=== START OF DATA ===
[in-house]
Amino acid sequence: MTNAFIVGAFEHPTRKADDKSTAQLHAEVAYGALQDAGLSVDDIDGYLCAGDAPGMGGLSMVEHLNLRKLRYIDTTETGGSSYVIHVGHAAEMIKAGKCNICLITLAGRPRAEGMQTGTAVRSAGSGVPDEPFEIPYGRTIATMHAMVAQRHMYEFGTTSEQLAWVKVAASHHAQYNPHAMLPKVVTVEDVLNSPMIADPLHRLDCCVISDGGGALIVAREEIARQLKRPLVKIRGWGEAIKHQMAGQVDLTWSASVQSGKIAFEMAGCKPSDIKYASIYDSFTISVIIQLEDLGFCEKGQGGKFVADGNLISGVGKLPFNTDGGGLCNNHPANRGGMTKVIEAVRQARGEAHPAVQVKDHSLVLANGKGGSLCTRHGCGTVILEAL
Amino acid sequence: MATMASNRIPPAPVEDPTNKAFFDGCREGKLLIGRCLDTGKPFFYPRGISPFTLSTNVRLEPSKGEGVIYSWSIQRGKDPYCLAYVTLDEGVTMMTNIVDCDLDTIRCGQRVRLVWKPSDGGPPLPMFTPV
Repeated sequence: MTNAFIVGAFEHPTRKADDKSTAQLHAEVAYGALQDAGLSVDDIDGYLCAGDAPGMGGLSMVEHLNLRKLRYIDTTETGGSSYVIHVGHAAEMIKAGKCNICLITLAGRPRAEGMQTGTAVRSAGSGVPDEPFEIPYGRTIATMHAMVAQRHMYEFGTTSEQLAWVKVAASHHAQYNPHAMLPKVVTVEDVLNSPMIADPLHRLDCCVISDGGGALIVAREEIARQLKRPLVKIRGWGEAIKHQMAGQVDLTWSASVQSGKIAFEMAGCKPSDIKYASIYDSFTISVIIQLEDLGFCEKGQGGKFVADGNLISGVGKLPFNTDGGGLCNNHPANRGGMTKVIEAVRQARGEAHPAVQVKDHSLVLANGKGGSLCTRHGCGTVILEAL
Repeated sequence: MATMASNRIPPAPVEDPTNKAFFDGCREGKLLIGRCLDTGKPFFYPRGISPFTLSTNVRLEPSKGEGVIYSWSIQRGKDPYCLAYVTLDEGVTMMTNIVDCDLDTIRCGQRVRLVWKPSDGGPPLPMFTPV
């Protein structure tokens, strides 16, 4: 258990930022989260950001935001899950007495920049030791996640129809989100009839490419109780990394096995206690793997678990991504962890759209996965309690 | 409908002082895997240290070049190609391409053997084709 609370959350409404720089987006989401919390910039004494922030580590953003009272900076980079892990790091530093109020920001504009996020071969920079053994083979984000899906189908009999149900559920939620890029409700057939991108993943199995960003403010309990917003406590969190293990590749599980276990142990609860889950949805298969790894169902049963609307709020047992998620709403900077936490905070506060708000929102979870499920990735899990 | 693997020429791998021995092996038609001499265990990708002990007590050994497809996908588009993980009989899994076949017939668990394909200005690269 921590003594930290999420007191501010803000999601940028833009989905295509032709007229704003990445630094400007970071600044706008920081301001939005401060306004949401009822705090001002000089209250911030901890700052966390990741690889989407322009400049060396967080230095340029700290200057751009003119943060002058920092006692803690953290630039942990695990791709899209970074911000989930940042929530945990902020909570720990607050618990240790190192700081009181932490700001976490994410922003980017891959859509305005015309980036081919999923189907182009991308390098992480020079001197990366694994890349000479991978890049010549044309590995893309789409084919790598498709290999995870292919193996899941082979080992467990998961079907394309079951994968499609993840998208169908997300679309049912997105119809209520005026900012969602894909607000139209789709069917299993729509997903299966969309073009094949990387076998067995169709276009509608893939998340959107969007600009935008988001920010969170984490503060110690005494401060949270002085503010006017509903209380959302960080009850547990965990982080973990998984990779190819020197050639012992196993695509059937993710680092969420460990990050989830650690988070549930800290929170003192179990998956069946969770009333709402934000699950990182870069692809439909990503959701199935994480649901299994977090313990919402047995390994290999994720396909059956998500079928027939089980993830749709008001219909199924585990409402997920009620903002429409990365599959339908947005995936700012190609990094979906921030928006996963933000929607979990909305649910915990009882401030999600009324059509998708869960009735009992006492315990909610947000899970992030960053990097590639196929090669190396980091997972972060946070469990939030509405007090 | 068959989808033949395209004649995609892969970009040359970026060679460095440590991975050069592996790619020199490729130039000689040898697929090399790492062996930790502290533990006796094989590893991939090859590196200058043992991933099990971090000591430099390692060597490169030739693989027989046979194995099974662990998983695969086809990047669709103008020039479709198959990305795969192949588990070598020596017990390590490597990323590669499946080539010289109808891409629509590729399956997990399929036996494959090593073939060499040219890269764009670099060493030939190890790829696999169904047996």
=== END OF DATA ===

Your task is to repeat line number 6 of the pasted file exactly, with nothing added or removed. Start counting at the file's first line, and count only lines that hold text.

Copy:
């Protein structure tokens, strides 16, 4: 258990930022989260950001935001899950007495920049030791996640129809989100009839490419109780990394096995206690793997678990991504962890759209996965309690 | 409908002082895997240290070049190609391409053997084709 609370959350409404720089987006989401919390910039004494922030580590953003009272900076980079892990790091530093109020920001504009996020071969920079053994083979984000899906189908009999149900559920939620890029409700057939991108993943199995960003403010309990917003406590969190293990590749599980276990142990609860889950949805298969790894169902049963609307709020047992998620709403900077936490905070506060708000929102979870499920990735899990 | 693997020429791998021995092996038609001499265990990708002990007590050994497809996908588009993980009989899994076949017939668990394909200005690269 921590003594930290999420007191501010803000999601940028833009989905295509032709007229704003990445630094400007970071600044706008920081301001939005401060306004949401009822705090001002000089209250911030901890700052966390990741690889989407322009400049060396967080230095340029700290200057751009003119943060002058920092006692803690953290630039942990695990791709899209970074911000989930940042929530945990902020909570720990607050618990240790190192700081009181932490700001976490994410922003980017891959859509305005015309980036081919999923189907182009991308390098992480020079001197990366694994890349000479991978890049010549044309590995893309789409084919790598498709290999995870292919193996899941082979080992467990998961079907394309079951994968499609993840998208169908997300679309049912997105119809209520005026900012969602894909607000139209789709069917299993729509997903299966969309073009094949990387076998067995169709276009509608893939998340959107969007600009935008988001920010969170984490503060110690005494401060949270002085503010006017509903209380959302960080009850547990965990982080973990998984990779190819020197050639012992196993695509059937993710680092969420460990990050989830650690988070549930800290929170003192179990998956069946969770009333709402934000699950990182870069692809439909990503959701199935994480649901299994977090313990919402047995390994290999994720396909059956998500079928027939089980993830749709008001219909199924585990409402997920009620903002429409990365599959339908947005995936700012190609990094979906921030928006996963933000929607979990909305649910915990009882401030999600009324059509998708869960009735009992006492315990909610947000899970992030960053990097590639196929090669190396980091997972972060946070469990939030509405007090 | 068959989808033949395209004649995609892969970009040359970026060679460095440590991975050069592996790619020199490729130039000689040898697929090399790492062996930790502290533990006796094989590893991939090859590196200058043992991933099990971090000591430099390692060597490169030739693989027989046979194995099974662990998983695969086809990047669709103008020039479709198959990305795969192949588990070598020596017990390590490597990323590669499946080539010289109808891409629509590729399956997990399929036996494959090593073939060499040219890269764009670099060493030939190890790829696999169904047996």